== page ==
Work on Wellington City Mission’s future community hub has begun, with Deputy Prime Minister Grant Robertson kicking off the demolition in a digger.
The charitable trust has been based in Newtown for 32 years, but in 2023 it will move to Oxford Terrace in Mt Cook.
On Thursday, Grant Robertson climbed into a digger and with the help of a professional, tore down the structure of an old sign hanging outside the commercial building.
* Wellington City Mission opens new transitional housing facility, Te Pā Pori
* Wellington City Mission opens ‘social’ supermarket, first of its kind in New Zealand
* Wellington man says 2020 is the best year of his life after getting a home and some help
* Wellington City Mission receives $10 million for new building with social supermarket and housing units
Mana whenua gifted the community hub the name Whakamaru, which means to shelter, safeguard and protect.
Whakamaru, which will cost up to $40m to build, will have a 120-seat community cafe, a social supermarket, and 35 housing units designed to accommodate and care for people experiencing chronic homelessness.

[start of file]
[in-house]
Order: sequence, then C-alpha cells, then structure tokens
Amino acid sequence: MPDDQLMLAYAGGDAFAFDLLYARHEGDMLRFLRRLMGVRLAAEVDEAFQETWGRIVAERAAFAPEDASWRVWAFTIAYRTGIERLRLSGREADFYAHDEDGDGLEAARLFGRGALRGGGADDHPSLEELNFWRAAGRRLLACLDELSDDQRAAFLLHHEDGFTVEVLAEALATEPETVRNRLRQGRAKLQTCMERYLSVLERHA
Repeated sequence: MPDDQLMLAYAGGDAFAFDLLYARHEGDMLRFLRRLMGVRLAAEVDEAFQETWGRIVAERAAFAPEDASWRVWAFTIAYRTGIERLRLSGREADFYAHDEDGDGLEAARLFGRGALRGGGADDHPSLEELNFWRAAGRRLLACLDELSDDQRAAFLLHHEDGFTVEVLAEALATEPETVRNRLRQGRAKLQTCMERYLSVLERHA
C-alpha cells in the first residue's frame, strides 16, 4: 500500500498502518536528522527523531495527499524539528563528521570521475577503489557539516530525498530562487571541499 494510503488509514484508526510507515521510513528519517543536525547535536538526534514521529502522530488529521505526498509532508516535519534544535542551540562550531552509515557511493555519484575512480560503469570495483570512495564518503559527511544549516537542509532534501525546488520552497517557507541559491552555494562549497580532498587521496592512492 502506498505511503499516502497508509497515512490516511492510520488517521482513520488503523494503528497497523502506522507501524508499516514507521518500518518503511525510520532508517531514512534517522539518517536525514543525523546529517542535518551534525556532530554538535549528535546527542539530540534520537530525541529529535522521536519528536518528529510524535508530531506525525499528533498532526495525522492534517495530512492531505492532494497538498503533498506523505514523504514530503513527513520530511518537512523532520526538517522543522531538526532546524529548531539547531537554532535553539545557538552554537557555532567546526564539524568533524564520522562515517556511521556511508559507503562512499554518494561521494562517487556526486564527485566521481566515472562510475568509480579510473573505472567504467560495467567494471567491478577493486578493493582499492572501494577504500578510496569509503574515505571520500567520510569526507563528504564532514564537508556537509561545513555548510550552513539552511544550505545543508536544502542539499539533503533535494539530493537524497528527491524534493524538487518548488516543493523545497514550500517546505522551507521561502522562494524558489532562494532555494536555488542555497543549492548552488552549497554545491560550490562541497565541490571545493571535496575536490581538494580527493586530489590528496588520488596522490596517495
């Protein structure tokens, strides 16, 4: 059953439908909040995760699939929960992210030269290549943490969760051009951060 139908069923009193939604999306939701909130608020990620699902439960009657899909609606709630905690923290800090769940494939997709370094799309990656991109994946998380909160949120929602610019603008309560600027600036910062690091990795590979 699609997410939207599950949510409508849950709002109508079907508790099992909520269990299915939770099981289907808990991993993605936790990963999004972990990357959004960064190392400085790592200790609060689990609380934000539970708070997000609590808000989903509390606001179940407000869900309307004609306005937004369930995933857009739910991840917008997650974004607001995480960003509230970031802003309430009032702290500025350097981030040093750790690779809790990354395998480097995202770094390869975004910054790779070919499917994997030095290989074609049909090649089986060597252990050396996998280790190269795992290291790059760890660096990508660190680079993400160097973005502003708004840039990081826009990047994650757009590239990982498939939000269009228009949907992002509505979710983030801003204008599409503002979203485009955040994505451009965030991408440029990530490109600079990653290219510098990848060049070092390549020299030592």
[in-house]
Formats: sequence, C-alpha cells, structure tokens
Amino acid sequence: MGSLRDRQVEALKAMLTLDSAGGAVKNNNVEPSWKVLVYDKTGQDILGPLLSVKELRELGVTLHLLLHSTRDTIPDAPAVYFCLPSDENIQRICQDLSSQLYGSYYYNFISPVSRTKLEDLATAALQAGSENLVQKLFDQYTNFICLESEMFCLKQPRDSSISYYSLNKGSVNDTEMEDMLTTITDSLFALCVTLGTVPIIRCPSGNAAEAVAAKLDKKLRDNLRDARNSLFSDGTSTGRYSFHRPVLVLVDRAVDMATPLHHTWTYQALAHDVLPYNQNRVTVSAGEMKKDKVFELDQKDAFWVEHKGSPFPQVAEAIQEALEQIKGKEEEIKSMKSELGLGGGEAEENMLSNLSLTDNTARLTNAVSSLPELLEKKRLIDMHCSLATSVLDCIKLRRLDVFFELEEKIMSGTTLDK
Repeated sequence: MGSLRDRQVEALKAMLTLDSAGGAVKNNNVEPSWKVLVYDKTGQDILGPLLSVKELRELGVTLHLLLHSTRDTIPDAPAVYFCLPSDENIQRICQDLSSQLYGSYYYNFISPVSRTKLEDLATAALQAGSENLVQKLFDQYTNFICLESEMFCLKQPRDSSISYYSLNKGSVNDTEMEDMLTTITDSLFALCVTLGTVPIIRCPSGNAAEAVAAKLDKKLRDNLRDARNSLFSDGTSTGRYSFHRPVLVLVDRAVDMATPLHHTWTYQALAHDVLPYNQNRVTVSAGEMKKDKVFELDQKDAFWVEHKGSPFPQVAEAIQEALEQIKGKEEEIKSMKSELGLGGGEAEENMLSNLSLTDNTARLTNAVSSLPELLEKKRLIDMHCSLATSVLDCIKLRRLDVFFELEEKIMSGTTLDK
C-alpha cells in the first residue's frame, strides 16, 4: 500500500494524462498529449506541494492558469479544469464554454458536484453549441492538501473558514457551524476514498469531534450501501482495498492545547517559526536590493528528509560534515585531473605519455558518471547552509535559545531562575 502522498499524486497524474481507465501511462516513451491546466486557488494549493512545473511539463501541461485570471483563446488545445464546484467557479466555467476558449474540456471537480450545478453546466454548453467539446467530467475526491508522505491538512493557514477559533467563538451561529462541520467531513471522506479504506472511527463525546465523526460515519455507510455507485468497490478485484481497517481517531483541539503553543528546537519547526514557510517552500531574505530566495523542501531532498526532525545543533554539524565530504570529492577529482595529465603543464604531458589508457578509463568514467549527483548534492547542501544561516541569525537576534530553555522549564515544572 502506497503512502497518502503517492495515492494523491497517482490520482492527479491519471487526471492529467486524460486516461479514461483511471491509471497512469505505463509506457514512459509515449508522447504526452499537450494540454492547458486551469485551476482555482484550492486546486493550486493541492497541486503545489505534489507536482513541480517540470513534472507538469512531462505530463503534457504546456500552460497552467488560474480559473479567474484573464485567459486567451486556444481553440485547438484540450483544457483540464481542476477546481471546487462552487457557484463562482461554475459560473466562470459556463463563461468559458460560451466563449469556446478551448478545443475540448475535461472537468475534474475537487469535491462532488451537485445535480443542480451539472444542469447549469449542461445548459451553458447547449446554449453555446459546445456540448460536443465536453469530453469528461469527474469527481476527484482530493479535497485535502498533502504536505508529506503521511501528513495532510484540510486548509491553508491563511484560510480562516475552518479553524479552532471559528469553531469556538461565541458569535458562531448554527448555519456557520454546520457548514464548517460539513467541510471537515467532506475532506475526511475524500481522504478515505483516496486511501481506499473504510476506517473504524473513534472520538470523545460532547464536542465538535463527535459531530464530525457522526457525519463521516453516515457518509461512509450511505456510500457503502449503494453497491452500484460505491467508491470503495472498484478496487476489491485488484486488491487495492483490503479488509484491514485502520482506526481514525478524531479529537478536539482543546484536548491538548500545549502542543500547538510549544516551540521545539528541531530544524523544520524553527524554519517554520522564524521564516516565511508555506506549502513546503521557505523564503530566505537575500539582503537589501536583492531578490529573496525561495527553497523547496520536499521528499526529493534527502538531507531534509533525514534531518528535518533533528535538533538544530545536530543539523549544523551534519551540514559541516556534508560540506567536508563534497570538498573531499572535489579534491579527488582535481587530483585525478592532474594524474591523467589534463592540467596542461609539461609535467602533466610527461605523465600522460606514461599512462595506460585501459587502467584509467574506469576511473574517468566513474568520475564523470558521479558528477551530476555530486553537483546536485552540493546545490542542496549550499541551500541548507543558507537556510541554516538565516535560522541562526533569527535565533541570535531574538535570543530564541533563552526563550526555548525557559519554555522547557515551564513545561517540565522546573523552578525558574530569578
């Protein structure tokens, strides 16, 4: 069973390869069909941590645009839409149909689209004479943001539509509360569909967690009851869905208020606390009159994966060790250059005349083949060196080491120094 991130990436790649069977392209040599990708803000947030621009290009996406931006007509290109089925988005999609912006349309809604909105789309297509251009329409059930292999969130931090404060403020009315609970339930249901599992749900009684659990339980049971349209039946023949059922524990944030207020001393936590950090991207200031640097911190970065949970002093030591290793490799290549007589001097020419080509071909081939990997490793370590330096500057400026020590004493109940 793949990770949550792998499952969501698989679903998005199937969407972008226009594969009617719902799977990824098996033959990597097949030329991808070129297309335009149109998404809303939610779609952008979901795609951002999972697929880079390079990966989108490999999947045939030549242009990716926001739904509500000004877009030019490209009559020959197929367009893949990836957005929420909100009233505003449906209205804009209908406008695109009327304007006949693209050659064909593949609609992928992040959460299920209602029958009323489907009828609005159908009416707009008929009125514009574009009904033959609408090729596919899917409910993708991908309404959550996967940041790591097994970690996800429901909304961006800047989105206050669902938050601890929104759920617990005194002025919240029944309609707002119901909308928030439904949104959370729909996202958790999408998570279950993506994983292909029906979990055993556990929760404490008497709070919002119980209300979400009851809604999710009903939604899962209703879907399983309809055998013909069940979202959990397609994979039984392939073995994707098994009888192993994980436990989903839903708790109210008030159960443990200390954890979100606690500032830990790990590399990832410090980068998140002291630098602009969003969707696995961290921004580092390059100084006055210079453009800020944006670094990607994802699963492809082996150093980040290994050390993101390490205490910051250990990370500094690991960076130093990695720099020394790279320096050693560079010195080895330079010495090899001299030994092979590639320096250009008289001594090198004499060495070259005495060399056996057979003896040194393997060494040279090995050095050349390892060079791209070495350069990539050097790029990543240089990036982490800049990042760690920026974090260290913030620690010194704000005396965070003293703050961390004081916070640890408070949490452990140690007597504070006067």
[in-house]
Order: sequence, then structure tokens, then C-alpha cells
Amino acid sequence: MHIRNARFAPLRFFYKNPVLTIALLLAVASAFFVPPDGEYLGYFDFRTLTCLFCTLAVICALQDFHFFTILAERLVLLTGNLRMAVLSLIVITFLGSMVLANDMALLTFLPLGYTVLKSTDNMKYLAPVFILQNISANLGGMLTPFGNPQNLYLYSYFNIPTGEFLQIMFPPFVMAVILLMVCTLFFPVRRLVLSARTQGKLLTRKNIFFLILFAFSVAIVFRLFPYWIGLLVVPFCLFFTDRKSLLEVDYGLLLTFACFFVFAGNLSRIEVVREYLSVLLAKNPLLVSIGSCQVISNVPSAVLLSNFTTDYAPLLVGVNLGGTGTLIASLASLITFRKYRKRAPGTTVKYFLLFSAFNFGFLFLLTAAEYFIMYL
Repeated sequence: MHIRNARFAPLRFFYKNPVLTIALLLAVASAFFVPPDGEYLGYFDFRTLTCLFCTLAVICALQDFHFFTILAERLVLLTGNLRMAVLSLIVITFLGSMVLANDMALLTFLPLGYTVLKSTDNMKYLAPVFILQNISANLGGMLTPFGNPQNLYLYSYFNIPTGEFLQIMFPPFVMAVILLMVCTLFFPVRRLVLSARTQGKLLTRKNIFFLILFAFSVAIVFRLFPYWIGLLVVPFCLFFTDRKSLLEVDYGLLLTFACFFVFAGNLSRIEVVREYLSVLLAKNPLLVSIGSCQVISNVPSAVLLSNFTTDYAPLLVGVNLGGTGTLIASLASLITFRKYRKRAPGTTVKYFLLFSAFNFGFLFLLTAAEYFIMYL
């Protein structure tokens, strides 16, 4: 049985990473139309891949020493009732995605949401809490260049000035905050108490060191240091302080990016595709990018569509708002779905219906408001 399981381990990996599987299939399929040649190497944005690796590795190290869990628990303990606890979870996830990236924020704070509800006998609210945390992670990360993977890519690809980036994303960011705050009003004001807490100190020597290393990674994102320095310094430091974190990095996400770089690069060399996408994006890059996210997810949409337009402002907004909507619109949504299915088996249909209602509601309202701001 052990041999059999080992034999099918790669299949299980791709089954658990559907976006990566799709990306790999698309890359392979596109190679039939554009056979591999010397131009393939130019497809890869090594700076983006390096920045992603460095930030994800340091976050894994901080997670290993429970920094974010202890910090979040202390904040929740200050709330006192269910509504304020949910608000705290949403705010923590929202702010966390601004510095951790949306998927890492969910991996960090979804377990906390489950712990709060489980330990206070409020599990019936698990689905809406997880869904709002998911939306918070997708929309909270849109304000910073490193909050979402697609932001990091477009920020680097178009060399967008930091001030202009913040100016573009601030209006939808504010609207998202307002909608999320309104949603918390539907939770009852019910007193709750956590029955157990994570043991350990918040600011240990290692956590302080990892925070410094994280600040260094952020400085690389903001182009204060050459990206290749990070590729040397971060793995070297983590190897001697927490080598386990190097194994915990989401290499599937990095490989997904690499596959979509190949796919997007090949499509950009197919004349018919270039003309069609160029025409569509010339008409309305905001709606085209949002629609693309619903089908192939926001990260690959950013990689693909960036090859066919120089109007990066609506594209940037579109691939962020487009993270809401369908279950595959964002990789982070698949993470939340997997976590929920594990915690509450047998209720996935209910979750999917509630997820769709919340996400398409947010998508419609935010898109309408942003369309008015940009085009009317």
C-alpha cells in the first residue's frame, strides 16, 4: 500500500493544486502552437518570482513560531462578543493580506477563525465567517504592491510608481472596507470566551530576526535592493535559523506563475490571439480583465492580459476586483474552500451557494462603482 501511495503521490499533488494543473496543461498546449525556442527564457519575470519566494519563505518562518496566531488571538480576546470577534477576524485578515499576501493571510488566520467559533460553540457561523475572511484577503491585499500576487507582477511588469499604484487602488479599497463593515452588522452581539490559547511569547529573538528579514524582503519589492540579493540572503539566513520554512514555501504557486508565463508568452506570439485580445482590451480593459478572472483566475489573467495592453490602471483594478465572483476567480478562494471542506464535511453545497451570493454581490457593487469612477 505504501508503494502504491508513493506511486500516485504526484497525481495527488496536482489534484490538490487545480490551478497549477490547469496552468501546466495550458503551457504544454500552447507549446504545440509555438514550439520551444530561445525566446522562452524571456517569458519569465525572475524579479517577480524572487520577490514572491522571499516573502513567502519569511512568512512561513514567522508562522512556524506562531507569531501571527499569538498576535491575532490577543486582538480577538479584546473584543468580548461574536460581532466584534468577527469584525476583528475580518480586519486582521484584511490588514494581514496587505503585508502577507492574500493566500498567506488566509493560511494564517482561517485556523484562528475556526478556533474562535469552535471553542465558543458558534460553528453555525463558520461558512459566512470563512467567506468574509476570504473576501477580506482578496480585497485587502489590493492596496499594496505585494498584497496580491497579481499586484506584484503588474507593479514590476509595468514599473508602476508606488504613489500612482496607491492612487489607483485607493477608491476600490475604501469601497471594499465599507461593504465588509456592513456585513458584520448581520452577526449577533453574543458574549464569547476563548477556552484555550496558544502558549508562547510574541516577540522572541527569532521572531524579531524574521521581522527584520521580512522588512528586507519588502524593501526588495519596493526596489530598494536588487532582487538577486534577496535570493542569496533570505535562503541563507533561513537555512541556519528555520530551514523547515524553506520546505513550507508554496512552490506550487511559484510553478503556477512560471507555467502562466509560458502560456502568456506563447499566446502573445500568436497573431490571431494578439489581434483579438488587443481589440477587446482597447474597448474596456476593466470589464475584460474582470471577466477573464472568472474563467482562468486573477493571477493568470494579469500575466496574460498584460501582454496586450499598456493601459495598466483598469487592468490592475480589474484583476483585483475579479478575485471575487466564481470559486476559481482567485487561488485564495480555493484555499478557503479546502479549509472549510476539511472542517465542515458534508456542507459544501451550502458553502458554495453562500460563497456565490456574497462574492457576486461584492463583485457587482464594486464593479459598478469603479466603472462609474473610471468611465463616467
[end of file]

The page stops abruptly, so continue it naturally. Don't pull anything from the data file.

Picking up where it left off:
It will be open 24-hours a day and will also have a food distribution warehouse, kitchens, laundry services, public bathrooms and showers, and sacred space for people to pray. A medical centre, therapeutic creative studios and conference rooms are included also.
The housing units will take over the top three floors of the building, while the first two floors will have the community facilities.
Construction is expected to be complete by late January.
At Thursday’s launch, renderings of the building included these words: “Building a community where there is no ‘us and them’.”
Wellington City Missioner Murray Edridge said it would make a significant difference to the community.
“What the building represents and offers to the community is the opportunity to connect with itself and to serve those who are doing it harder,” he said.
“It had taken a long time to get here, so I’m excited for demolition to get under way.”
Robertson said Whakamaru would be a place where the community could build strength.
“It’s a place for people to stay, feel safe and warm and where they will have services where they can grow,” he said.
Robertson said he wanted Wellington to be the opposite of loneliness and Whakamaru would help with that – giving people a place to grow and be with others.
Wellington mayor Andy Foster said while the building plans looked amazing – it was not about the design.
“It’s about the ethos and kaupapa of the building,” he said. “This building has something for everyone and will be a fantastic part of the community going forward.”
This article first show on www.stuff.co.nz Source link Author MANDY TE on date 2021-10-14 05:51:41